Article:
I buried two family members just 12 months apart after a brutal accident

I buried two family members just 12 months apart after a brutal accident

For most people, this time of year represents a new beginning and a new life.

But for Ella Langston, Easter is a painful reminder of the tragic loss she has suffered two years in a row.

Ella Langston buried her mother, Helen, and Jonathan just one month apartCredit: Ella Langston
Jonathan Langston was killed by a hit-and-run driver just before Easter last yearCredit: Ella Langston
Jonathan was killed by Adeel Safdar who reached speeds of 93mph with a 30mph speed limit before the collisionCredit: Ella Langston

Ella, 21, who lost her parents just a year apart, spoke of her family’s anger after learning her father’s killer would spend just over five years in prison.

Jonathan Langston, 52, and his wife Helen, 49, were tragically buried on the same date, just one year apart.

Helen, 49, lost her battle with bowel cancer in March 2022. A year later, Jonathan was killed by a driver who was driving at 93mph in a 30mph residential zone.

His devastated family learned in January that his killer, Adeel Safdar, 28, would serve only five years and four months of his eight-year sentence in prison.

‘A tragic irony’

Jonathan’s daughter, Ella, 21, from Manchester, said: “When her mum was having chemotherapy, she would spend a lot of time in bed, and speeding drivers outside would keep her awake.

“She was saying they were driving too fast.

“It is a tragic irony that just a year after she went missing, one of those speeding drivers also killed our father.

“We were very sad after we lost my mum, but my dad has really bounced back.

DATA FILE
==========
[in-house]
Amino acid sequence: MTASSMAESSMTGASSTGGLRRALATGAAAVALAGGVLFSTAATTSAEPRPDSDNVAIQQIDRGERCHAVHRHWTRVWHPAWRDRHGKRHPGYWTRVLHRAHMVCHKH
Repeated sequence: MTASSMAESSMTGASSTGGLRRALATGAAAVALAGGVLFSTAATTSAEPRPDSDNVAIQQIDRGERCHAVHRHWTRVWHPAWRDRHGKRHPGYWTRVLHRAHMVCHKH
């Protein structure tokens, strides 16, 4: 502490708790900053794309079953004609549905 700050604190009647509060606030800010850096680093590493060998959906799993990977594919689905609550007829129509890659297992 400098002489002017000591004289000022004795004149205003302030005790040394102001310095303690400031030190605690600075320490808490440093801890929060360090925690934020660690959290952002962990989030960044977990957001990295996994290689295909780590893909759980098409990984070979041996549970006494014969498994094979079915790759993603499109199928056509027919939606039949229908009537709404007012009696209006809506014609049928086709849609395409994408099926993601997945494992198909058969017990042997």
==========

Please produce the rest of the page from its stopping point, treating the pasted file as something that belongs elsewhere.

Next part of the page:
“He quit smoking and did everything he could to help us with our grief. He was just beginning to find a little happiness again when his life was cruelly snatched away.

Transport Minister Mark Harper says blanket speed limits of 20mph mean children are more at risk

“I feel very angry about the sentence. It is not a punishment for taking my father’s life, and it is certainly not a deterrent to others.

“I can’t imagine how anyone could drive at more than three times the speed limit and not expect it to end in tragedy.”

Happy memories

Ella and her three siblings grew up in Chorlton, Manchester, where their mother was a primary school teacher and their father worked in IT and ran after-school care.

Helen, shown here with her daughter, lost her battle with bowel cancer in 2022Credit: Ella Langston
A year after burying his wife, Jonathan was buriedCredit: Ella Langston

“The after-school club at my sister’s school stopped, so my father stepped in to take over it,” Ella says.

“This was the kind of person who was always full of ideas, ambition and ambition energy. He was really social and had a lot of friends.

“My mom loved her job as a teacher, was involved in the local church and did a lot of volunteer work.

“We have had many happy holidays France My parents were hoping to move there.

Incorrect diagnosis

At the end of 2019, Helen developed an illness that doctors initially thought was irritable bowel syndrome.

But tests later showed that she had stage four bowel cancer.

She underwent chemotherapy and surgery and the family rallied to care for her.

“We all had different roles to help out,” Ella says. “I did a lot of cooking.

“My mom used to say she hated listening to drivers tear up the roads near our house, and she was worried about people getting hurt.”

We couldn’t believe we lost our parents in such horrific circumstances

Ella Langston

Helen’s treatment failed and she sadly died in March 2022, aged 49, with her family around her.

Her funeral was held two days after Easter at their local church, St John’s, on 19 April 2022, and the body was subsequently cremated.

“Dad focused on looking after all of us after Mum died,” Ella says. “He was very family-oriented.

He kept busy, bought a pickup truck and was planning to travel. He was very social and spent time with his friends and siblings.

“He quit smoking, trying to be as healthy as he could.”

Double tragedy

But in March 2023, while returning home after drinks with old family friends, Jonathan was killed by Adil Safdar who reached a speed of 93mph with a speed limit of 30mph before the collision.

He was also caught on surveillance camera using only the right turn lane to pass another vehicle.

Safdar, 28 years old, drives a Volkswagen GolfHe did not stop after he hit Jonathan, and did not return until a short time later, after his friend made a phone call.